Freedom's Power: The True Force of Liberalism
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private pursuits, and rewarded economic self-interest also sustain political liberty, social harmony, and the public good? Some doubted that it could. In An Essay on the History of Civil Society (1767), for example, the Scottish philosopher Adam Ferguson described civil society as having progressively evolved from a “rude” to more “polished” stages of development. Like his contemporary Adam Smith, Ferguson believed that individuals have an innate moral sense that civil society helps to cultivate.
society. Tocqueville believed that the Burkean conservative impulse was futile because equality was an inexorable tide and that civil society could be reconstituted in a free society as long as that society controlled the tendencies toward individualism, on one side, and the expansion of the state, on the other. Other nineteenth-century theorists, notably Hegel and Marx, conceived of civil society as resting entirely on self-interest. Marx wrote that the only bonds holding men together in civil
policies. Yet the tenets of classical liberalism often pointed in contrary directions. For example, the principle of freedom of association supported the right of workers to form unions, while the belief in free competition suggested that any combination in restraint of trade, even by workers, was illegitimate. In the face of such questions, two lines of thought emerged from liberalism’s classical beginnings. On the one side was the liberalism of laissez-faire, increasingly embraced by political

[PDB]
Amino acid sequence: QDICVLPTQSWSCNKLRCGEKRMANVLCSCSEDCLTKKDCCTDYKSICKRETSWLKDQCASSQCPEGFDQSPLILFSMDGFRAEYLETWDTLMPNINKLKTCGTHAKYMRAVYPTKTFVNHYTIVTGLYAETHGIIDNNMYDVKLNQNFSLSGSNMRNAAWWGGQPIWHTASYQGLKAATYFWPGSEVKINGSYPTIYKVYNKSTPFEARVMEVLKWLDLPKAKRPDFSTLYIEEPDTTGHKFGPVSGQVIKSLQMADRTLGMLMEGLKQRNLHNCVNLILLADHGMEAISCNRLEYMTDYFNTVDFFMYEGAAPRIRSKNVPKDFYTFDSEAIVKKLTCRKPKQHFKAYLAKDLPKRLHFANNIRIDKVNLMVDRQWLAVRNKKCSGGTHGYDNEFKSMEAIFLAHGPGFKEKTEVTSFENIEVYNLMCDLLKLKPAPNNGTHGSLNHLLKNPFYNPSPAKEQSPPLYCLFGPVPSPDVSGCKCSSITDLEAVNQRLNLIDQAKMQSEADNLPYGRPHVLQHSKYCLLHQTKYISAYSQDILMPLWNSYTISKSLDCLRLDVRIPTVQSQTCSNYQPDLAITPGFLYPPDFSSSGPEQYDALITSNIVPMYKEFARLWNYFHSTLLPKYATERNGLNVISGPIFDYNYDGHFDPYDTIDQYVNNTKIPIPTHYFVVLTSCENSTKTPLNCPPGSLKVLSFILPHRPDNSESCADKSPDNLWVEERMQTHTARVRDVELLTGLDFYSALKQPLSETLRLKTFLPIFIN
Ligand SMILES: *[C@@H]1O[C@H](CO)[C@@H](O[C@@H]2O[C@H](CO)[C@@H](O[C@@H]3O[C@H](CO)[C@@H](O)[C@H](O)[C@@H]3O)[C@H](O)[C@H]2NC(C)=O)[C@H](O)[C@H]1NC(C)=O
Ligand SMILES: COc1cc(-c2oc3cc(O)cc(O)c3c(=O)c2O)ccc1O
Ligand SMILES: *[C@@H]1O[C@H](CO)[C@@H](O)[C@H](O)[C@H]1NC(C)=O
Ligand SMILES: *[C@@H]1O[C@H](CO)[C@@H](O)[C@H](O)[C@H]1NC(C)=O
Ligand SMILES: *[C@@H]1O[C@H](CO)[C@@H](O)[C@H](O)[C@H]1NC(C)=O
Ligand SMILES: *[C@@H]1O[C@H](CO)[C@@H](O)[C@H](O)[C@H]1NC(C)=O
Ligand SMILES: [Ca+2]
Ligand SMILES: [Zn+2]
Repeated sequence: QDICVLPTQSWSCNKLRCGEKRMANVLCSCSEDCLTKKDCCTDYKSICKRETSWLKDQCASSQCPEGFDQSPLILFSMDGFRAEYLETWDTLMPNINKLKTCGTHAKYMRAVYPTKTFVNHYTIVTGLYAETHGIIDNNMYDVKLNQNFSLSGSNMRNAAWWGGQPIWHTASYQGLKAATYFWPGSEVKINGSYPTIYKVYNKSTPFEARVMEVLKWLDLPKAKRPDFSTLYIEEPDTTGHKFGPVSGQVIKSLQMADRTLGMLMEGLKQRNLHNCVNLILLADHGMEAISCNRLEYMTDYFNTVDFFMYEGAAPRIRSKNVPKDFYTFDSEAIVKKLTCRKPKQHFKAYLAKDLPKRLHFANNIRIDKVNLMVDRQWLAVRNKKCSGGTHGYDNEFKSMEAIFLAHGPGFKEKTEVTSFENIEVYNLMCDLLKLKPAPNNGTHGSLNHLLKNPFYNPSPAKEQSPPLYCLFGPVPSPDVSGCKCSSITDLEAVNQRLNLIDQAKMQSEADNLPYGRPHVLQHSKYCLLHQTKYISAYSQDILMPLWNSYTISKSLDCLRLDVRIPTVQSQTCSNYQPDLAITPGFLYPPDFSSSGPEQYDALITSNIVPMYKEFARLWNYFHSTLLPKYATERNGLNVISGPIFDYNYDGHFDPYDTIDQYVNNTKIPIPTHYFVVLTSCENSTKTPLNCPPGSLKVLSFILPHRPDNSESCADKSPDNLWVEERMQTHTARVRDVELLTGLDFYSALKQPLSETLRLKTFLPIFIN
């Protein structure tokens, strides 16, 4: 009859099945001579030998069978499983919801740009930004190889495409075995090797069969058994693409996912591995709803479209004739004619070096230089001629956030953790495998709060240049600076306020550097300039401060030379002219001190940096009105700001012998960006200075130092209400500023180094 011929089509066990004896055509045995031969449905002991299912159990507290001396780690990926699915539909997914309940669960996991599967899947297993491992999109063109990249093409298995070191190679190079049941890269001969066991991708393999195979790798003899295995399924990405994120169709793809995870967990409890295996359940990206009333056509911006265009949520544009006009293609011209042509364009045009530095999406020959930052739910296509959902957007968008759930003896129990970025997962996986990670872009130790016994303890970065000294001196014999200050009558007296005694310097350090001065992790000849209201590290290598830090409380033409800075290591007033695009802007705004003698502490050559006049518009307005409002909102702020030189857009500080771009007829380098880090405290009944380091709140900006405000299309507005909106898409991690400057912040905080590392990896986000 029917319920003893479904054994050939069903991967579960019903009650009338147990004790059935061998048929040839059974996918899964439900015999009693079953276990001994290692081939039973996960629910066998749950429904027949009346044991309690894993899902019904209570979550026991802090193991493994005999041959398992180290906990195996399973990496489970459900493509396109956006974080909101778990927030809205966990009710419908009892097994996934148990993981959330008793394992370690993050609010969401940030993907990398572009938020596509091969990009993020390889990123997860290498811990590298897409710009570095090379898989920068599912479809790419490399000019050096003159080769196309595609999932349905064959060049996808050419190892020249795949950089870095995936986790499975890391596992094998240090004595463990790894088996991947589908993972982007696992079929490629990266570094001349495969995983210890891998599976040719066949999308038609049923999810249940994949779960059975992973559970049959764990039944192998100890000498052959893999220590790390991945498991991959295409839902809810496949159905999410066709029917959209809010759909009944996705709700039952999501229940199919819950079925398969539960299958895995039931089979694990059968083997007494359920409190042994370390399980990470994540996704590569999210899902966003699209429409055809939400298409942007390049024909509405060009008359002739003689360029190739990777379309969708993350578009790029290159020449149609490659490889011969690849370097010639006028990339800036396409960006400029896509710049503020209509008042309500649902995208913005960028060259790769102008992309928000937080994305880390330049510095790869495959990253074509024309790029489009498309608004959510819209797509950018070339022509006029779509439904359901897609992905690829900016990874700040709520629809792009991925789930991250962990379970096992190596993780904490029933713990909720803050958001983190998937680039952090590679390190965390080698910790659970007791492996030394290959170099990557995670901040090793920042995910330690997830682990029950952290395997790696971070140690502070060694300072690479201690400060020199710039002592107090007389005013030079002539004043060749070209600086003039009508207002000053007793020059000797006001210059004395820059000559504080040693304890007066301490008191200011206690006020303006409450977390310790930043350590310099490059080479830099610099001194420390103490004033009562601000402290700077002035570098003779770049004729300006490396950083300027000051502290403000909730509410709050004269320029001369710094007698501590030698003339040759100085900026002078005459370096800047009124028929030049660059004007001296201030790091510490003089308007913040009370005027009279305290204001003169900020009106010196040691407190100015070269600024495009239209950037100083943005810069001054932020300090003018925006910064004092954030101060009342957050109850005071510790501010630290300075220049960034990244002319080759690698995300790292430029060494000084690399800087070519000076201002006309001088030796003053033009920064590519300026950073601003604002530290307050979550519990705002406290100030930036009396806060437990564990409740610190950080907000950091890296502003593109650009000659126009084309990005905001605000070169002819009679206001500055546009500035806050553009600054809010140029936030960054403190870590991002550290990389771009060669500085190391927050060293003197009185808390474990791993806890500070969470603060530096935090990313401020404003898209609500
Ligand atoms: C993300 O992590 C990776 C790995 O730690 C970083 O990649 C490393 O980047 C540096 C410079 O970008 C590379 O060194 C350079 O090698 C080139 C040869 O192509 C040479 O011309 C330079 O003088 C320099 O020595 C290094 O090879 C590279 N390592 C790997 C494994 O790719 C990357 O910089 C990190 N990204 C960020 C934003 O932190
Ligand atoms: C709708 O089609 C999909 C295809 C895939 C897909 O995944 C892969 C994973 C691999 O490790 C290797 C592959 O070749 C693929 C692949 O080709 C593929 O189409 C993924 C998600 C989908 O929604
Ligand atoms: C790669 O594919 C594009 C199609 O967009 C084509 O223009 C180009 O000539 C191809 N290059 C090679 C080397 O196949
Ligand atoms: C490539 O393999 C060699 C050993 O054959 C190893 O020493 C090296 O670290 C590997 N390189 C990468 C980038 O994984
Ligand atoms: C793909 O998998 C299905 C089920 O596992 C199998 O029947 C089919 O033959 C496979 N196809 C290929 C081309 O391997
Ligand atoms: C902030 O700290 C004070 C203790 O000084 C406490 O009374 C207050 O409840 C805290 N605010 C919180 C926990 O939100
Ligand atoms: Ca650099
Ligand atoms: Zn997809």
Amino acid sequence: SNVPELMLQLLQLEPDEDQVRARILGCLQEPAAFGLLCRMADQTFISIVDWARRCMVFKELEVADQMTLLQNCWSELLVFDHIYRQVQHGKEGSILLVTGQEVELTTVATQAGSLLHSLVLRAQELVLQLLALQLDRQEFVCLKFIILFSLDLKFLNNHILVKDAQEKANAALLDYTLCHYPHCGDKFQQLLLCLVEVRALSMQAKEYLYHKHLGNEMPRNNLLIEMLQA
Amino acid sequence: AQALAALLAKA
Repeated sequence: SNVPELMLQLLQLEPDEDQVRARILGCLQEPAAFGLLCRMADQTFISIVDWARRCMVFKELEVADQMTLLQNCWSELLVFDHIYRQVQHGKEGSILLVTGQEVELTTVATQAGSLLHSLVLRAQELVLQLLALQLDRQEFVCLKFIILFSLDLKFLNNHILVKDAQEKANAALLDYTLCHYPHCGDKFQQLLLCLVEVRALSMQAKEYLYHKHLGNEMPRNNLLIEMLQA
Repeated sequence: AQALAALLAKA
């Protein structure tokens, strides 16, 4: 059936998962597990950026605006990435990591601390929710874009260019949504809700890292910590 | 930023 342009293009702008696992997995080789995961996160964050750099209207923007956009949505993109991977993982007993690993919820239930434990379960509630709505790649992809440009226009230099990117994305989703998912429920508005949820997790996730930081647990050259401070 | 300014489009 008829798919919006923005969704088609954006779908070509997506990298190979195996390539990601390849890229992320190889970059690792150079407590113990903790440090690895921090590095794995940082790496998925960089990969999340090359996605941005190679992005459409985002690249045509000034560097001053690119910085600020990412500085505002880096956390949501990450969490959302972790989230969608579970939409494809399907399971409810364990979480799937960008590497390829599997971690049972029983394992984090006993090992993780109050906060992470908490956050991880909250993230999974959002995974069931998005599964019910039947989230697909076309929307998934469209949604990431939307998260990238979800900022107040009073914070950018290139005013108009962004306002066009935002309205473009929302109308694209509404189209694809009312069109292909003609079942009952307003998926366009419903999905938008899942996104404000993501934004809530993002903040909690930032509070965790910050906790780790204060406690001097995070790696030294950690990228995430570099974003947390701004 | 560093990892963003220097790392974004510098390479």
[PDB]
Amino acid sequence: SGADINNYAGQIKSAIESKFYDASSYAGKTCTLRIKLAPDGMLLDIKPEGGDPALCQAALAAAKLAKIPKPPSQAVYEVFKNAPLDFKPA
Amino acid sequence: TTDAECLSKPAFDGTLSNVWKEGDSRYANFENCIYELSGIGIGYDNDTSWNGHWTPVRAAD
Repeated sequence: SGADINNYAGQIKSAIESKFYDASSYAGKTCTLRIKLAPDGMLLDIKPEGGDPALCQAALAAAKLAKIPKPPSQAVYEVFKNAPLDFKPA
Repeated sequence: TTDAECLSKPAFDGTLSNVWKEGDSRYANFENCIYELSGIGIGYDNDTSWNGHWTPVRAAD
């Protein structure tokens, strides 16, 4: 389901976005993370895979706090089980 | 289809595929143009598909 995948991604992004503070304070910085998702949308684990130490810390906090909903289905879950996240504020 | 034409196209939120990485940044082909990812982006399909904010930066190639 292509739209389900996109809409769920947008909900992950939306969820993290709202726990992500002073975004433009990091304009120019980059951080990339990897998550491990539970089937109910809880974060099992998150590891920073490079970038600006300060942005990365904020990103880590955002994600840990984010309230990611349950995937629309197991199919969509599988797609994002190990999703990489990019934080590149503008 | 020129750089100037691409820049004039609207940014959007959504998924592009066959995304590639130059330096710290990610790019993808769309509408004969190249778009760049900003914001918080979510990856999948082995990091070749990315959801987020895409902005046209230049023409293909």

nineteenth and early twentieth centuries. The tension in classical liberalism between the language of universal rights and entrenched practices of political exclusion was resolved, as a matter of principle, in favor of democracy: an equal right to freedom came to include political liberty. In economic and social policy, liberals embraced stronger rights for labor and new forms of government intervention to achieve prosperity, control private corporate power, and protect individual dignity and
those who do business with one another cannot or will not trust the courts to resolve their disputes, they may call upon thugs to collect what they think they are due, and the rule of law gives way to the rule of force. And if citizens have no confidence in the effective ability of political leadership to address their problems, they will see no point to participating in politics even when they have the formal right to do so. Weak states are not a basis of liberty or democracy—they make it